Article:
Please use this identifier to cite or link to this item: https://une.intersearch.com.au/unejspui/handle/1959.11/2412
Title: The Adoption of Agricultural Innovations
Contributor(s): Kaine, Geoffrey (author); Wright, Victor (supervisor); Cooksey, Ray (supervisor)
Conferred Date: 2009
Copyright Date: 2008
Open Access: Yes
Handle Link: https://hdl.handle.net/1959.11/2412
Abstract: Technological change and innovation is a fundamental force shaping our lifestyles, our culture and our future. We devote a substantial proportion of our wealth to research activities that span all areas of society, including agriculture. We make this investment, at least with regard to agricultural research, primarily to create wealth and conserve our natural resources. The return to our investment in agricultural research, the wealth created and the resources conserved depends, in part, on the extent to which primary producers adopt the products of that research. Consequently, maximising the return to our investment in agricultural research involves identifying what research products are likely to be adopted by primary producers and by how many, and determining what processes are required to ensure the diffusion of research products among producers as rapidly as possible. All these depend on an intimate understanding of how the products of research can contribute to better satisfying the needs of primary producers in the conduct of their agricultural enterprises. The case was made in this thesis that established schools of thinking on the adoption behaviour of primary producers do not provide a rigorous, explicit procedure for discovering how innovations can contribute to satisfying the needs of primary producers as managers of agricultural enterprises. As a consequence, policy makers and investors in research and extension have lacked a rigorous method for identifying the population of potential adopters of agricultural innovations. This means policy making and investment in research and extension has sometimes lacked a thoroughly defensible foundation for setting priorities for agricultural research, and for designing and evaluating programs for promoting the adoption of agricultural innovations. The aim in this thesis was to describe a framework for discovering how agricultural innovations contribute to satisfying the needs of primary producers as managers of agricultural enterprises.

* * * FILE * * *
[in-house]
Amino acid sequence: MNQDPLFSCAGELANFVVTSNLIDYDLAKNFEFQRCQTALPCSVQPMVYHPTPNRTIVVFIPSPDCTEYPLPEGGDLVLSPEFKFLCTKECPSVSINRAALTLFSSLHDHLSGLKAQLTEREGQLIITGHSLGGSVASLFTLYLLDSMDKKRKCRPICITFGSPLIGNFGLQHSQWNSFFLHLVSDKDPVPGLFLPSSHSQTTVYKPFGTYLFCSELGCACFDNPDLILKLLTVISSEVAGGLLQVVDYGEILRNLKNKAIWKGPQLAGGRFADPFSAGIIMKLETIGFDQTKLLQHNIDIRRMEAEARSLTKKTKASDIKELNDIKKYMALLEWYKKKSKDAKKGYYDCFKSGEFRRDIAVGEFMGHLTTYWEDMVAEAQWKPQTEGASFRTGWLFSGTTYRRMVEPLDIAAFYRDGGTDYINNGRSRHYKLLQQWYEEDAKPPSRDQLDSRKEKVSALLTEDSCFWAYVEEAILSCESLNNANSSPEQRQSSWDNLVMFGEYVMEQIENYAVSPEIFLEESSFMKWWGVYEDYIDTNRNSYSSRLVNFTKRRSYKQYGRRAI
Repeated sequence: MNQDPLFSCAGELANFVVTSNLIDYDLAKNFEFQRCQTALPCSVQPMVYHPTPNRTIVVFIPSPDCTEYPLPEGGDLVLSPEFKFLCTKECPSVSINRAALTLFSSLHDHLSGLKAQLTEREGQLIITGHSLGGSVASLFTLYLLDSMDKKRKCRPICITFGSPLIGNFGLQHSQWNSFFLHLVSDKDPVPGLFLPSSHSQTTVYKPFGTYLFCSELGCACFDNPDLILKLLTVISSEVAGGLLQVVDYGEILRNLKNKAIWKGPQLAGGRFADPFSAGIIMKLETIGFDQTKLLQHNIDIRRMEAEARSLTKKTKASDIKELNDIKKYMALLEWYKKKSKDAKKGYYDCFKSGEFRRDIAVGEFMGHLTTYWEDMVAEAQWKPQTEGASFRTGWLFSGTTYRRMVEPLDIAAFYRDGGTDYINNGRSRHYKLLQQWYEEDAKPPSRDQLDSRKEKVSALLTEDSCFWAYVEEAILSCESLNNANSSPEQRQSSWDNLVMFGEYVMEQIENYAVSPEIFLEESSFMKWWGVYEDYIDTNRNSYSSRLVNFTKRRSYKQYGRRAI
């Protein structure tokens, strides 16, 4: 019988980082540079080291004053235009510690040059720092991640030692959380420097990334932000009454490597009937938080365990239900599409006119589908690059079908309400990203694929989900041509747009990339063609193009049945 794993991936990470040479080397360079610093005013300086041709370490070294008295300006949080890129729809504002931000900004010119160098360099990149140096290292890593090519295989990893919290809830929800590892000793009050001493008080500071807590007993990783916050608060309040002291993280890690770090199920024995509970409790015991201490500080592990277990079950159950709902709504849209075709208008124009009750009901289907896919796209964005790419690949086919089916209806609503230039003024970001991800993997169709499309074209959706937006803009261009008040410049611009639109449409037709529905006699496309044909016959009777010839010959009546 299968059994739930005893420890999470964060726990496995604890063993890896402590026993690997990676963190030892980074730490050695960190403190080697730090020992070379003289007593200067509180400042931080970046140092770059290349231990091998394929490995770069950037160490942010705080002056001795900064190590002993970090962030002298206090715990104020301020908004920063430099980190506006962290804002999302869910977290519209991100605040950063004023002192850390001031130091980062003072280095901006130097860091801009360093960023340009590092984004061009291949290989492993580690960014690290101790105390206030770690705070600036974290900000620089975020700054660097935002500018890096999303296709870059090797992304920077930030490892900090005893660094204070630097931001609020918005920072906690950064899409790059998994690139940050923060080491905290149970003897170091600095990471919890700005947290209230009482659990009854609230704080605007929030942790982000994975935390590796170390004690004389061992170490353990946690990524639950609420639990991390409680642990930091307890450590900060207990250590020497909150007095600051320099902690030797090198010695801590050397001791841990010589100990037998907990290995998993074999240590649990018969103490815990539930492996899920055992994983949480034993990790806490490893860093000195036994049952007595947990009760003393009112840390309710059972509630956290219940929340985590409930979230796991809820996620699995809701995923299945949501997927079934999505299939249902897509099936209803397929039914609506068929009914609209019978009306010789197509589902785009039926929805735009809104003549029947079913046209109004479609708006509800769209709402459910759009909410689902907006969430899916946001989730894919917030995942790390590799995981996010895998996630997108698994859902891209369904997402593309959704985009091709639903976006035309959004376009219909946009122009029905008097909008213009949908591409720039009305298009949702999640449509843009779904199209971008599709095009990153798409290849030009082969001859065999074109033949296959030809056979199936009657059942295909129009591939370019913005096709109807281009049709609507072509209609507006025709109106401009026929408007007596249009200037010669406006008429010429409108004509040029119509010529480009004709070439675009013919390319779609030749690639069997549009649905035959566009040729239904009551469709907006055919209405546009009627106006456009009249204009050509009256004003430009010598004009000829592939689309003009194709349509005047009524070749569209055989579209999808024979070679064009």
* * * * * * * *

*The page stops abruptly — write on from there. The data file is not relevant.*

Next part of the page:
Publication Type: Thesis Doctoral
Field of Research Codes: 140201 Agricultural Economics
Rights Statement: Copyright 2008 - Geoffrey Kaine
HERDC Category Description: T2 Thesis - Doctorate by Research
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